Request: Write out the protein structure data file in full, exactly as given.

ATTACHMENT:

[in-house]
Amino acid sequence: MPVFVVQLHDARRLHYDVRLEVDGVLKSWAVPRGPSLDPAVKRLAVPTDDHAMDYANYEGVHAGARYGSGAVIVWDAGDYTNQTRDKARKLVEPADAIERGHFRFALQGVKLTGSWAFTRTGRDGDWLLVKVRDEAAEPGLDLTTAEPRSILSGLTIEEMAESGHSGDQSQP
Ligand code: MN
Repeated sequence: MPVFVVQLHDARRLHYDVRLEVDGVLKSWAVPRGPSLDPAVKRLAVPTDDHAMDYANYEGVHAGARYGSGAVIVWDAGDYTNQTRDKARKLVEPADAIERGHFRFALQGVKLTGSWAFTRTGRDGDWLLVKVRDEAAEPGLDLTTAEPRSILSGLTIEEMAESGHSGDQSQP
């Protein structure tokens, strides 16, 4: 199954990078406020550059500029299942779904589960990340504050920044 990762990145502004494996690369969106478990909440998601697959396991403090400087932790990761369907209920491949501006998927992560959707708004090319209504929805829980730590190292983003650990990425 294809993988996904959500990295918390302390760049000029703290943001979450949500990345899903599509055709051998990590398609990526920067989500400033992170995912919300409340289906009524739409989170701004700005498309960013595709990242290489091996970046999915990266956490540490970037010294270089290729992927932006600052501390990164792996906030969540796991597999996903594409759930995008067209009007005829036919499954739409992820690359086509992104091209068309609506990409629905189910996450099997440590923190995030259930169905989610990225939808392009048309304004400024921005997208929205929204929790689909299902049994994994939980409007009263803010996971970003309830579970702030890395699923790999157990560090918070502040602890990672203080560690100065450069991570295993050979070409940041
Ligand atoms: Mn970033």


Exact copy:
[in-house]
Amino acid sequence: MPVFVVQLHDARRLHYDVRLEVDGVLKSWAVPRGPSLDPAVKRLAVPTDDHAMDYANYEGVHAGARYGSGAVIVWDAGDYTNQTRDKARKLVEPADAIERGHFRFALQGVKLTGSWAFTRTGRDGDWLLVKVRDEAAEPGLDLTTAEPRSILSGLTIEEMAESGHSGDQSQP
Ligand code: MN
Repeated sequence: MPVFVVQLHDARRLHYDVRLEVDGVLKSWAVPRGPSLDPAVKRLAVPTDDHAMDYANYEGVHAGARYGSGAVIVWDAGDYTNQTRDKARKLVEPADAIERGHFRFALQGVKLTGSWAFTRTGRDGDWLLVKVRDEAAEPGLDLTTAEPRSILSGLTIEEMAESGHSGDQSQP
């Protein structure tokens, strides 16, 4: 199954990078406020550059500029299942779904589960990340504050920044 990762990145502004494996690369969106478990909440998601697959396991403090400087932790990761369907209920491949501006998927992560959707708004090319209504929805829980730590190292983003650990990425 294809993988996904959500990295918390302390760049000029703290943001979450949500990345899903599509055709051998990590398609990526920067989500400033992170995912919300409340289906009524739409989170701004700005498309960013595709990242290489091996970046999915990266956490540490970037010294270089290729992927932006600052501390990164792996906030969540796991597999996903594409759930995008067209009007005829036919499954739409992820690359086509992104091209068309609506990409629905189910996450099997440590923190995030259930169905989610990225939808392009048309304004400024921005997208929205929204929790689909299902049994994994939980409007009263803010996971970003309830579970702030890395699923790999157990560090918070502040602890990672203080560690100065450069991570295993050979070409940041
Ligand atoms: Mn970033």